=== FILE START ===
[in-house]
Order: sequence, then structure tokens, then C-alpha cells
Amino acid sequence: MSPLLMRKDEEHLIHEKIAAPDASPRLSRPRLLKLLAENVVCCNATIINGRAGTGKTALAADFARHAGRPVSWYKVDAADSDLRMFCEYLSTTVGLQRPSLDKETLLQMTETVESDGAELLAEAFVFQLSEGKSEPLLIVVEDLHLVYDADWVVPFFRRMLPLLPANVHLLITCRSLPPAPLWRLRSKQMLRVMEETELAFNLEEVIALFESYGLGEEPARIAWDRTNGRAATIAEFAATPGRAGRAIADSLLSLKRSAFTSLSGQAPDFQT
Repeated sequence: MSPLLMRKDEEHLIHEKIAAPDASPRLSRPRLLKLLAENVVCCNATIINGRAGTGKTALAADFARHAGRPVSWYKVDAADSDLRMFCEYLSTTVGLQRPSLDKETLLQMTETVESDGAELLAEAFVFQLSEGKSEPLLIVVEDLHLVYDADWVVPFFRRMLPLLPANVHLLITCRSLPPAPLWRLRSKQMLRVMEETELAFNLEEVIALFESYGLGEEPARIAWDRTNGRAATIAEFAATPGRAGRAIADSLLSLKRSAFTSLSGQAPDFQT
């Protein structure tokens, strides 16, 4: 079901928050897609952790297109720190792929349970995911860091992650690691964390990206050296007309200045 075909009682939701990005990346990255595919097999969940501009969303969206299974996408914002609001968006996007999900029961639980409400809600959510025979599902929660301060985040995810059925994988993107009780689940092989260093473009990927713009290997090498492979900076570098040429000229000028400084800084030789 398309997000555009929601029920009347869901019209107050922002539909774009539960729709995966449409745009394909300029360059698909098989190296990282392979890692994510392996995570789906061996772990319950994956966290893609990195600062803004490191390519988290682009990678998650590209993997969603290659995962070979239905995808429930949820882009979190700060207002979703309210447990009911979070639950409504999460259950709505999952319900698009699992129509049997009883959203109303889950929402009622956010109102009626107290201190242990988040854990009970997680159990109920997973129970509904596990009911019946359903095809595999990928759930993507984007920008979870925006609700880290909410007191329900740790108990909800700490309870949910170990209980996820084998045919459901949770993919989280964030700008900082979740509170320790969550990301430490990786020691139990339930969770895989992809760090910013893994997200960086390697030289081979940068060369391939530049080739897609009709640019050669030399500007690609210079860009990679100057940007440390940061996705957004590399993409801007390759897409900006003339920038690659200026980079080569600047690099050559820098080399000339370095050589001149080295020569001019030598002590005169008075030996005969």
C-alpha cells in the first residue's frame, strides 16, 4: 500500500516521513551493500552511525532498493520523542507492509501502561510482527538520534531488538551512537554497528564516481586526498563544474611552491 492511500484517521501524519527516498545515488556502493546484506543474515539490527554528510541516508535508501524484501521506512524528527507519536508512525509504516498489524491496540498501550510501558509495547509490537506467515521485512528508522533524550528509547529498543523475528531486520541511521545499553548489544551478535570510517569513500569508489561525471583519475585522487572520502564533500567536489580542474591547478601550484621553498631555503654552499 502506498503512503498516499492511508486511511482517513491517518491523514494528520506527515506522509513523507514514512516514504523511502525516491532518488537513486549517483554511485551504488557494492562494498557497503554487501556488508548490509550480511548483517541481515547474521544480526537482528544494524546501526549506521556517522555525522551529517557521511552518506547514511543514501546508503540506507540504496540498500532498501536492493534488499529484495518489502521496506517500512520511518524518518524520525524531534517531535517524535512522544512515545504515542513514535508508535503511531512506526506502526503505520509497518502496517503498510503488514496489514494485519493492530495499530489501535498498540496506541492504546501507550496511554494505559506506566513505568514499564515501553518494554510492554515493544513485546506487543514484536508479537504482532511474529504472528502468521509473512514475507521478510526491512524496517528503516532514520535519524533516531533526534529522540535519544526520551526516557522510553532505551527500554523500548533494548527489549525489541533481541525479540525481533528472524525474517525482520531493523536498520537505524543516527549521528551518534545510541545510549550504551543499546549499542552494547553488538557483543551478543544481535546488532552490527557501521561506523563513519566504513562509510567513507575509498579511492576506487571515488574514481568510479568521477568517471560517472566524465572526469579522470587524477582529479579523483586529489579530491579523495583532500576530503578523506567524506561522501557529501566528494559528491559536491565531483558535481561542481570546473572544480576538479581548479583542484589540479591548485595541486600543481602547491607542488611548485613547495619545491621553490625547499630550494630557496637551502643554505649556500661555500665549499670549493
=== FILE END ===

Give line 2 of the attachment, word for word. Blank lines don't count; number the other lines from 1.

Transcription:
Order: sequence, then structure tokens, then C-alpha cells